CNN interview canceled after Iran’s president refuses to wear a headscarf

‘Suspicious Death of Hijab’ Protest Ceremony? Reporter “Why do you cover your head when you are outside Iran?”

Amid nationwide protests over the death of a woman in her 20s after she was taken by police for not wearing a hijab in Iran, Iran’s president unilaterally canceled a scheduled interview with an American television reporter for similar reasons.

According to CNN on the 22nd (local time), its anchor and international reporter Christian Amanpour was supposed to have an interview with the President of Iran, Seyed Ebrahim Raish, in New York on the occasion of the United Nations General Assembly the day before.

Amanpour is Iranian-American who grew up in Iran.

When Amanpour arrived at the interview site, an Iranian official told him that President Laishi had asked him to wear a headscarf, which Amanpour refused.

In the end, President Laishi did not appear at the interview site.

Reporter Amanpour, reporting in Iran, said that people wear headscarves to comply with local laws and customs.

But when interviewing Iranian officials outside of Iran, where such laws do not apply, you do not need to cover your head, he explained.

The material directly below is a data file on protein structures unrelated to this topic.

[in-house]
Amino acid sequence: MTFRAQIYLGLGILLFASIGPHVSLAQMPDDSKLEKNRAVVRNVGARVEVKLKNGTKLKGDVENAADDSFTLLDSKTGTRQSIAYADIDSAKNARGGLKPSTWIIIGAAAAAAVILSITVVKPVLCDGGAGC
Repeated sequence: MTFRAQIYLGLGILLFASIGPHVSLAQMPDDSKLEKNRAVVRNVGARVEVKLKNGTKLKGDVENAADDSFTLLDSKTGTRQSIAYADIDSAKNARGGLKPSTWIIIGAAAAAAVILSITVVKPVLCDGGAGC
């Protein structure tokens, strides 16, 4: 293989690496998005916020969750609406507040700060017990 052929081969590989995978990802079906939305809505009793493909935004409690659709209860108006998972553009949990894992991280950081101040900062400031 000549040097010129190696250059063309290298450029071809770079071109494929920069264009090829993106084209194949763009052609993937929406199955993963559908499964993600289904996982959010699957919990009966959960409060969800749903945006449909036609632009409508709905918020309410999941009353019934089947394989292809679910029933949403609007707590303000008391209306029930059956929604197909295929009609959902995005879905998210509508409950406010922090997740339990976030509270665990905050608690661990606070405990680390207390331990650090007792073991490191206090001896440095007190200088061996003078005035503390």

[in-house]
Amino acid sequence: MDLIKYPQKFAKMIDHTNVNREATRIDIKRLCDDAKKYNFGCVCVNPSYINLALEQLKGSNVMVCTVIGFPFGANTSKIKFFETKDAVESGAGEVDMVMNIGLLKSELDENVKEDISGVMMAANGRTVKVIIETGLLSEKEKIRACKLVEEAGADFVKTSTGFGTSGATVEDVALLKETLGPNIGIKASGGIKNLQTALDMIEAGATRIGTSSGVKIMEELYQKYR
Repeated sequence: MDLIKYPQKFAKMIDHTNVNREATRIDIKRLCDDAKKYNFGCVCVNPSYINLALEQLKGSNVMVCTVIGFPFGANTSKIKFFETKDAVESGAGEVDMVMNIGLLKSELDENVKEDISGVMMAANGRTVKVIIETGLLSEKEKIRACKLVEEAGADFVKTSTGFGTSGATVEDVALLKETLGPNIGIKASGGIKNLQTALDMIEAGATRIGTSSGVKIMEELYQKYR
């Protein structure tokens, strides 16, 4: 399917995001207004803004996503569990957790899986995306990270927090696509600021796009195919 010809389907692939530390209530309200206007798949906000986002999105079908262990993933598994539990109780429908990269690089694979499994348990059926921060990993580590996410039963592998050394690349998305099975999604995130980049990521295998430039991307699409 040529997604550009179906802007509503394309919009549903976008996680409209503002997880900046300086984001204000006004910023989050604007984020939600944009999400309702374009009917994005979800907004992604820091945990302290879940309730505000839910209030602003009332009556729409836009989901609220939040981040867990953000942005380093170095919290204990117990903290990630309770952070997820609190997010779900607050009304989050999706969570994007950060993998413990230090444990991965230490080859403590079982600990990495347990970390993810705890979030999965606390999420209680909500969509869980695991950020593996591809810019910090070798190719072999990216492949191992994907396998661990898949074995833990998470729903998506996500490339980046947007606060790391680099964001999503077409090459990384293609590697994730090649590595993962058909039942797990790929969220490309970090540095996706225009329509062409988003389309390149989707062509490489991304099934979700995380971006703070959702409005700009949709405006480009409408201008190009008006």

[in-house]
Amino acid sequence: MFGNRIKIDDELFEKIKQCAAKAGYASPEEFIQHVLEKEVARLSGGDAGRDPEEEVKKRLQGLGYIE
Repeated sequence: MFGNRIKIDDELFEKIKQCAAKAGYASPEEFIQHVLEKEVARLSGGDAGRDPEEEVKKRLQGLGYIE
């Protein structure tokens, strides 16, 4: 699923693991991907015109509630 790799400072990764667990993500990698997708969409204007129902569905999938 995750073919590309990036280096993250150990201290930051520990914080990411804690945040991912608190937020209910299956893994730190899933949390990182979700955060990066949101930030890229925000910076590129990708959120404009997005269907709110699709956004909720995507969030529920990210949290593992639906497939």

“I have never had such a request from any Iranian president here in New York or anywhere else in Iran,” he said. I didn’t get it,” he said.

“Because that is not a requirement, on my part, CNN, and female journalists, I very politely declined[cais yr Arlywydd Laishi],” he added.

Iran's president cancels CNN interview after refusing to wear headscarf

According to Iranian law, all women in Iran must cover their heads in public and wear loose, tight clothing.

The law came into force after the Islamic Revolution in 1979 and is mandatory for all women visiting Iran, including tourists, politicians and journalists.

Amanpour said the interview would not have happened in the first place if she had said she would not wear a headscarf, an Iranian official said.

An Iranian official who presented President Raishi’s request referred to it as a ‘problem of respect’ considering that the day is a holy month like Muharram, which is the first month in the Islamic calendar.

In Iran, protests have erupted across the country after a 22-year-old woman, Mahsa Amini, was taken to death by the police for not wearing a hijab.

Iranian security authorities opened fire on protesters, killing 10 people, including a teenage boy, and more than 1,000 people were arrested.

Protests intensified, including women burning their hijabs, and as the protests spread to the capital, Tehran, authorities blocked internet access in major cities.

The White House condemned the incident as a “horrific affront to human rights,” and President Joe Biden said in a speech to the United Nations General Assembly the day before, “The United States will stand with the brave women of Iran who are acting to protect basic human rights.” he did too

President Reich said the West had a double standard for human rights, saying it was not addressing the abuse of children in the United States and the exploitation of Native Canadians.

/happy news

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